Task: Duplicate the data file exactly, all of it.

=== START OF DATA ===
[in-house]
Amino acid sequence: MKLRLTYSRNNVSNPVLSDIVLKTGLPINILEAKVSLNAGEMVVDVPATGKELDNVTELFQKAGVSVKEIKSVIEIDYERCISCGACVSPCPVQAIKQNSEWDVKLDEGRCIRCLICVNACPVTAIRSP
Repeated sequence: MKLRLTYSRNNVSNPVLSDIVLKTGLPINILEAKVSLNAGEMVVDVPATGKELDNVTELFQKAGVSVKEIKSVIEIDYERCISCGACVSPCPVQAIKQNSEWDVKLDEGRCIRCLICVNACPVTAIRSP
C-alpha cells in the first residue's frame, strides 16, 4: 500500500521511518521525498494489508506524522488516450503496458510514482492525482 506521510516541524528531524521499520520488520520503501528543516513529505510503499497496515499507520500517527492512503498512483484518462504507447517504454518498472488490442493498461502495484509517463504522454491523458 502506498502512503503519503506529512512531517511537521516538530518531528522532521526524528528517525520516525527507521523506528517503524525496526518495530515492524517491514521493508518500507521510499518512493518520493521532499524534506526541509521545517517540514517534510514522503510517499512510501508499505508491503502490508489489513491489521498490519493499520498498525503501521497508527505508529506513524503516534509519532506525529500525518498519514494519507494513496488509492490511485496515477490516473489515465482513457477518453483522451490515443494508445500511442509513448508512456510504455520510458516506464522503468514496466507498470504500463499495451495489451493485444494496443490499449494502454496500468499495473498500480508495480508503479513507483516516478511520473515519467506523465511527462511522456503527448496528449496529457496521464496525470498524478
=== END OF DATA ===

[in-house]
Amino acid sequence: MKLRLTYSRNNVSNPVLSDIVLKTGLPINILEAKVSLNAGEMVVDVPATGKELDNVTELFQKAGVSVKEIKSVIEIDYERCISCGACVSPCPVQAIKQNSEWDVKLDEGRCIRCLICVNACPVTAIRSP
Repeated sequence: MKLRLTYSRNNVSNPVLSDIVLKTGLPINILEAKVSLNAGEMVVDVPATGKELDNVTELFQKAGVSVKEIKSVIEIDYERCISCGACVSPCPVQAIKQNSEWDVKLDEGRCIRCLICVNACPVTAIRSP
C-alpha cells in the first residue's frame, strides 16, 4: 500500500521511518521525498494489508506524522488516450503496458510514482492525482 506521510516541524528531524521499520520488520520503501528543516513529505510503499497496515499507520500517527492512503498512483484518462504507447517504454518498472488490442493498461502495484509517463504522454491523458 502506498502512503503519503506529512512531517511537521516538530518531528522532521526524528528517525520516525527507521523506528517503524525496526518495530515492524517491514521493508518500507521510499518512493518520493521532499524534506526541509521545517517540514517534510514522503510517499512510501508499505508491503502490508489489513491489521498490519493499520498498525503501521497508527505508529506513524503516534509519532506525529500525518498519514494519507494513496488509492490511485496515477490516473489515465482513457477518453483522451490515443494508445500511442509513448508512456510504455520510458516506464522503468514496466507498470504500463499495451495489451493485444494496443490499449494502454496500468499495473498500480508495480508503479513507483516516478511520473515519467506523465511527462511522456503527448496528449496529457496521464496525470498524478